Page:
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Publication numberUS20050091528 A1
Publication typeApplication
Application numberUS 10/491,851
Publication dateApr 28, 2005
Filing dateSep 20, 2002
Priority dateOct 5, 2001
Also published asDE60202887D1, DE60202887T2, EP1433045A1, EP1433045B1, US7891002, WO2003032134A1
Publication number10491851, 491851, US 2005/0091528 A1, US 2005/091528 A1, US 20050091528 A1, US 20050091528A1, US 2005091528 A1, US 2005091528A1, US-A1-20050091528, US-A1-2005091528, US2005/0091528A1, US2005/091528A1, US20050091528 A1, US20050091528A1, US2005091528 A1, US2005091528A1
InventorsHerve Debar, Dominique Assing, Benjamin Morin
Original AssigneeHerve Debar, Dominique Assing, Benjamin Morin
Export CitationBiBTeX, EndNote, RefMan
External Links: USPTO, USPTO Assignment, Espacenet
Generic method of detecting attack programs hidden in data chains
US 20050091528 A1
Abstract
This invention concerns a method for processing computer system input data including at least one detection step for a specific word INSTR present among said data. In the method according to the invention, the specific word to be detected represents an instruction necessary for the execution of a program present among said data. Because it focuses detection the means necessary for the execution of an attack program that thus reveal the presence of said program, the invention can be used to simply and effectively detect different types of attacks.
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Claims(13)
1) Method for processing input data of a computer system including at least one step for detecting a specific word present among said data,
method characterized by the fact that the specific word to be detected represents an instruction intended to generate a particular numerical value necessary for the execution of a program present among said data.
2) Data processing method as claimed in claim 1, wherein the specific word to be detected represents an XOR instruction between the content of a register and the same content of said register.
3) Data processing method as claimed in claim 1, wherein it also includes, prior to the detection step, a step for transcribing the input data into hexadecimal code.
4) Data processing method as claimed in claim 1, wherein it also includes, prior to the detection step, a step for storing input data in an input log.
5) Data processing method as claimed in claim 4, wherein it also includes a search step in a zone of the input log that includes an instruction detected during the detection step for instructions of at least a type known to be used by existing computer viruses.
6) Data processing method as claimed in claim 4, wherein it also includes a search step in a zone of the input log that includes an instruction detected during the detection step for at least one memory address value known to be used by existing computer viruses.
7) Software program capable of implementing a method conform to the one claimed in claims 1 through 6.
8) Data medium containing in encoded form a software program as claimed in claim 7.
9) Data processing system including:
an input port intended to receive the system input data,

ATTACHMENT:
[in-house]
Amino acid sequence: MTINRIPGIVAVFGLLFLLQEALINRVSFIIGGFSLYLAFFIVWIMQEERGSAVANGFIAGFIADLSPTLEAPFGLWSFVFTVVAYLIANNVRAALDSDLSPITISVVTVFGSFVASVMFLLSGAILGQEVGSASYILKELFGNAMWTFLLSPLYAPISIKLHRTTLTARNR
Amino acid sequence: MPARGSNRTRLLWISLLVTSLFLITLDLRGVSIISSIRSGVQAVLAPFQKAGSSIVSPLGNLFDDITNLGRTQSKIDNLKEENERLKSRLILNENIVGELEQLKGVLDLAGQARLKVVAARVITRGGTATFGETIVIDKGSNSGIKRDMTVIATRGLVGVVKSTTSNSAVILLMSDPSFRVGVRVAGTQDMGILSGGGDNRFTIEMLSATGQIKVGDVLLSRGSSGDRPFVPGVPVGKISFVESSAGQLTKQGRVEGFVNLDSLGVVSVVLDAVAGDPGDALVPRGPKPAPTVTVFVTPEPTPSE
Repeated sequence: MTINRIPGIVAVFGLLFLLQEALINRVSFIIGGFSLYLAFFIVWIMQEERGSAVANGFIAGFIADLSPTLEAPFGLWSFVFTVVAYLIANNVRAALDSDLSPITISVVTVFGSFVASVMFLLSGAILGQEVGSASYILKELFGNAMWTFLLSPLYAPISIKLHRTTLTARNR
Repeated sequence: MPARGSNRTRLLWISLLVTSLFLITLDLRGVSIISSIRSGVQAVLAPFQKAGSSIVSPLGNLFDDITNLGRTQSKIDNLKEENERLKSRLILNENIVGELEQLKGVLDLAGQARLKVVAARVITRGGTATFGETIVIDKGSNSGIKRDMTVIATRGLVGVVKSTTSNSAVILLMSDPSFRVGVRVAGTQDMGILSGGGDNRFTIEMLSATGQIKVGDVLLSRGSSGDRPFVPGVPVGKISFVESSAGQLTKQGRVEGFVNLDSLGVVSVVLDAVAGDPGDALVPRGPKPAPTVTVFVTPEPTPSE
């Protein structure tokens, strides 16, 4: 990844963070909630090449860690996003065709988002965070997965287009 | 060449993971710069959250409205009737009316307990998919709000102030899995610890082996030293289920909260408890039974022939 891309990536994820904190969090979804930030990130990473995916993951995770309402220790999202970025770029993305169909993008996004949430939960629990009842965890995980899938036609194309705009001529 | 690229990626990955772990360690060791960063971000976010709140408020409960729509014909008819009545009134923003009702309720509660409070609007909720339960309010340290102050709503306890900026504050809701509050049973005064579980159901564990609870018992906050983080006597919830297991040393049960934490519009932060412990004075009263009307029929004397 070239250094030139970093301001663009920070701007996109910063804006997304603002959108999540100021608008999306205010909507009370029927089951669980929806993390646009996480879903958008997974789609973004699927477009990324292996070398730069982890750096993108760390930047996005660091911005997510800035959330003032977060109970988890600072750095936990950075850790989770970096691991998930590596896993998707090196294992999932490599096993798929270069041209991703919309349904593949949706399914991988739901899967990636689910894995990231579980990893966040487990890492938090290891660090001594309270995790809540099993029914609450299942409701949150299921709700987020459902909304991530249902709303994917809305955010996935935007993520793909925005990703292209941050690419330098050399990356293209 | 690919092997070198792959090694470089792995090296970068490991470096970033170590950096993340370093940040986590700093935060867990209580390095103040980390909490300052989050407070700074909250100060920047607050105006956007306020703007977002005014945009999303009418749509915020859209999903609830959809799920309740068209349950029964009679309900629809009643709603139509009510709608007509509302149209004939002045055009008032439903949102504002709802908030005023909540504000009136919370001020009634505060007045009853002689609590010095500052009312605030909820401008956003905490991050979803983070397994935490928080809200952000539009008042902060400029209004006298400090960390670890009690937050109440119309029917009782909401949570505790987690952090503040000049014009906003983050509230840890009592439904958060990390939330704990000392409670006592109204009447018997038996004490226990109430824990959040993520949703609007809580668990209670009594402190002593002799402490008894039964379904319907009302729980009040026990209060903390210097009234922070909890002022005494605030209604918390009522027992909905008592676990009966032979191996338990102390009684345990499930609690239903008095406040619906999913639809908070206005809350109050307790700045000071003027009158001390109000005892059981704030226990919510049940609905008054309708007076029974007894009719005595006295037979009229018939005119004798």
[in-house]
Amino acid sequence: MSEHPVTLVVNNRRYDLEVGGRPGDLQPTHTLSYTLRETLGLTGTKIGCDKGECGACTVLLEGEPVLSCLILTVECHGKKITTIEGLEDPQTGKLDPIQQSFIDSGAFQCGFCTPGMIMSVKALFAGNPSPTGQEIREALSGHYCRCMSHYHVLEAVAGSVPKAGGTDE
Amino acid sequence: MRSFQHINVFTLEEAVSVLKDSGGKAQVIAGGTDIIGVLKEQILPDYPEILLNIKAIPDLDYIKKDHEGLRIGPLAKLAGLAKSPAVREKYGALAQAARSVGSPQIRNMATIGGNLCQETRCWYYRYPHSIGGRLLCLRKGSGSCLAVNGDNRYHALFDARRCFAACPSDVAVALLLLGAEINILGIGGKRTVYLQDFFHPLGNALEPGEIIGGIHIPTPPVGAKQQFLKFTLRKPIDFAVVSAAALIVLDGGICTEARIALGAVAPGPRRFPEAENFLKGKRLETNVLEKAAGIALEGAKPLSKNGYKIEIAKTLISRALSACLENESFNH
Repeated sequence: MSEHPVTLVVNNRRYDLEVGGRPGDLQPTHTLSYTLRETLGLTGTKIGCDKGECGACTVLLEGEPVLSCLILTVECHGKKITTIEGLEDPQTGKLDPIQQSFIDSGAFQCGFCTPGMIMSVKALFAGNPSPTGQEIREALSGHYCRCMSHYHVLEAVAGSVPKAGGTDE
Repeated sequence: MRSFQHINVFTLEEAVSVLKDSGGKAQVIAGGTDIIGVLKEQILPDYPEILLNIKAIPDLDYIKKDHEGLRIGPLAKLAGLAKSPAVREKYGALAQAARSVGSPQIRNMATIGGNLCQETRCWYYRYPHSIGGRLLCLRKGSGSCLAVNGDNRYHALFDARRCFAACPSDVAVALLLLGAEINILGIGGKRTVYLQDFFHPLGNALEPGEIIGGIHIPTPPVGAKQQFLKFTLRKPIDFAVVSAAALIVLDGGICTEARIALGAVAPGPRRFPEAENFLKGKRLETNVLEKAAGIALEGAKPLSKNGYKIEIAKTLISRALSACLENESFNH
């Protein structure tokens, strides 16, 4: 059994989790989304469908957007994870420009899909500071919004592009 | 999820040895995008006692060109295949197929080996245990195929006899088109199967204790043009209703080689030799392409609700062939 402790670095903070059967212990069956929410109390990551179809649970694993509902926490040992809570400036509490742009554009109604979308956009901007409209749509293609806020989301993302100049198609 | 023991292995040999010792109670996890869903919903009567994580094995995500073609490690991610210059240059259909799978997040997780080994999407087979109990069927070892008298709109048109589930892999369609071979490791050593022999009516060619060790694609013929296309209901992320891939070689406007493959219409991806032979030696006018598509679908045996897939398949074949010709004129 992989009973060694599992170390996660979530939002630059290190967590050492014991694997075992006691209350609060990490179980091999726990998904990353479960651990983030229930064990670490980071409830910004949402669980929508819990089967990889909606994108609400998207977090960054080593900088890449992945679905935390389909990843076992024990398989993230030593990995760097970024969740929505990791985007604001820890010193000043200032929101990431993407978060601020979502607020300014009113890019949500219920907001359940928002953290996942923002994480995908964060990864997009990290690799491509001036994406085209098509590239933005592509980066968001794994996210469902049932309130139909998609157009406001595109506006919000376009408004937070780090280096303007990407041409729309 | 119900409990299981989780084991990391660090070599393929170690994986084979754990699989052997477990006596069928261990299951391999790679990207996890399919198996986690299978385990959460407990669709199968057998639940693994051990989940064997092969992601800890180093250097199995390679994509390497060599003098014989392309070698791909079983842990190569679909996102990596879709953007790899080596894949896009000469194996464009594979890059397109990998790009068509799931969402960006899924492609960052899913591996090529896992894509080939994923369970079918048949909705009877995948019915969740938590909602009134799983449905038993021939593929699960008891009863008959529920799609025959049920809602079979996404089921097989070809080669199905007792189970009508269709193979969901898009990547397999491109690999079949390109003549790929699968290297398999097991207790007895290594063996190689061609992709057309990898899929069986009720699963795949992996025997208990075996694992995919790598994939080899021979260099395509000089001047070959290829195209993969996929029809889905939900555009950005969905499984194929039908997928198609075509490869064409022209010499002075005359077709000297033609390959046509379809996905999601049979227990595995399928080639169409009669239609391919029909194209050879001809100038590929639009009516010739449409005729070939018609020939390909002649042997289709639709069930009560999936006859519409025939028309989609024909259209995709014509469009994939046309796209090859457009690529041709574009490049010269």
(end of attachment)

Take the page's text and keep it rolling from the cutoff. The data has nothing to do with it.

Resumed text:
a central processing unit,
a memory, and
means of detection capable of detecting at least one specific word present in the input data, said specific word being representative of an instruction intended to generate a particular numerical value necessary for the execution of a program present among said data and executable by the central processing unit.
10) Data processing system as claimed in claim 9, wherein the specific word to be detected is representative of an XOR instruction between the content of a register included in the memory and the same content of said memory.
11) Data processing system as claimed in claim 9, wherein it also includes means for storing the input data of the system in an input log in view of an analysis of said data by the detection means.
12) Data processing system as claimed in claim 9, wherein it also includes search means intended to identify, in a zone of the input log that includes an instruction detected by the means of detection, instructions of at least a type known to be used by existing computer viruses.
13) Data processing system as claimed in claim 9, wherein it also includes search means intended to identify, in a zone of the input log that includes an instruction detected by the means of detection, at least one memory address value known to be used by existing computer viruses.
Description

This invention concerns a method for processing input data in a computer system, including at least one step to detect a specific word present among said data.

These types of methods are commonly used to detect attack programs coming from outside the computer system aimed at disrupting the operation of the system by making it execute unauthorized actions developed by a system attacker. These attacks can therefore adversely affect the integrity, the availability and the confidentiality of a computer system. They cause considerable damage and affect both administrations and private enterprises, and therefore all of modern society. It is therefore desirable to equip computer systems with means allowing them to reliably and routinely detect such attacks.